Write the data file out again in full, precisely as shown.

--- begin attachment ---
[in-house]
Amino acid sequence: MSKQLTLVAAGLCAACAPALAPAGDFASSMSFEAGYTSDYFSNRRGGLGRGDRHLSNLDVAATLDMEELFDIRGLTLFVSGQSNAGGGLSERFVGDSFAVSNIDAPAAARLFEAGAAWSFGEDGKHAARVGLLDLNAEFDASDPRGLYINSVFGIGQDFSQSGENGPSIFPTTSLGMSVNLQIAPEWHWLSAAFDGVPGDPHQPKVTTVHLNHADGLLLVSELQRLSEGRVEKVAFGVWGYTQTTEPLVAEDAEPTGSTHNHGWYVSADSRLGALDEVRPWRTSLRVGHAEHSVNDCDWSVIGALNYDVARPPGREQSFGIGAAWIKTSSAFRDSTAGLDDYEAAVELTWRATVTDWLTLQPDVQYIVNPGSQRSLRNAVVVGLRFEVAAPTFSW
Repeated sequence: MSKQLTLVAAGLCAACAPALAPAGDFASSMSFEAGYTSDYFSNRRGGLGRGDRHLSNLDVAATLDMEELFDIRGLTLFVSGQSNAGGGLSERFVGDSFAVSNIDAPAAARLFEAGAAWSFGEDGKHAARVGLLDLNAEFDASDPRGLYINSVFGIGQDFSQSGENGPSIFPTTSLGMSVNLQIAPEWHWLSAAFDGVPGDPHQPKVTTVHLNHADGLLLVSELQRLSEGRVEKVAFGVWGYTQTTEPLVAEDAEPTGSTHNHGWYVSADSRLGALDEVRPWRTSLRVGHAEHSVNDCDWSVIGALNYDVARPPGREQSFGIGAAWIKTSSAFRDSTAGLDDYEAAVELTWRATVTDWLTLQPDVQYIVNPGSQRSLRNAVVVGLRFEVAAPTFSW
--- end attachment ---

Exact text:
[in-house]
Amino acid sequence: MSKQLTLVAAGLCAACAPALAPAGDFASSMSFEAGYTSDYFSNRRGGLGRGDRHLSNLDVAATLDMEELFDIRGLTLFVSGQSNAGGGLSERFVGDSFAVSNIDAPAAARLFEAGAAWSFGEDGKHAARVGLLDLNAEFDASDPRGLYINSVFGIGQDFSQSGENGPSIFPTTSLGMSVNLQIAPEWHWLSAAFDGVPGDPHQPKVTTVHLNHADGLLLVSELQRLSEGRVEKVAFGVWGYTQTTEPLVAEDAEPTGSTHNHGWYVSADSRLGALDEVRPWRTSLRVGHAEHSVNDCDWSVIGALNYDVARPPGREQSFGIGAAWIKTSSAFRDSTAGLDDYEAAVELTWRATVTDWLTLQPDVQYIVNPGSQRSLRNAVVVGLRFEVAAPTFSW
Repeated sequence: MSKQLTLVAAGLCAACAPALAPAGDFASSMSFEAGYTSDYFSNRRGGLGRGDRHLSNLDVAATLDMEELFDIRGLTLFVSGQSNAGGGLSERFVGDSFAVSNIDAPAAARLFEAGAAWSFGEDGKHAARVGLLDLNAEFDASDPRGLYINSVFGIGQDFSQSGENGPSIFPTTSLGMSVNLQIAPEWHWLSAAFDGVPGDPHQPKVTTVHLNHADGLLLVSELQRLSEGRVEKVAFGVWGYTQTTEPLVAEDAEPTGSTHNHGWYVSADSRLGALDEVRPWRTSLRVGHAEHSVNDCDWSVIGALNYDVARPPGREQSFGIGAAWIKTSSAFRDSTAGLDDYEAAVELTWRATVTDWLTLQPDVQYIVNPGSQRSLRNAVVVGLRFEVAAPTFSW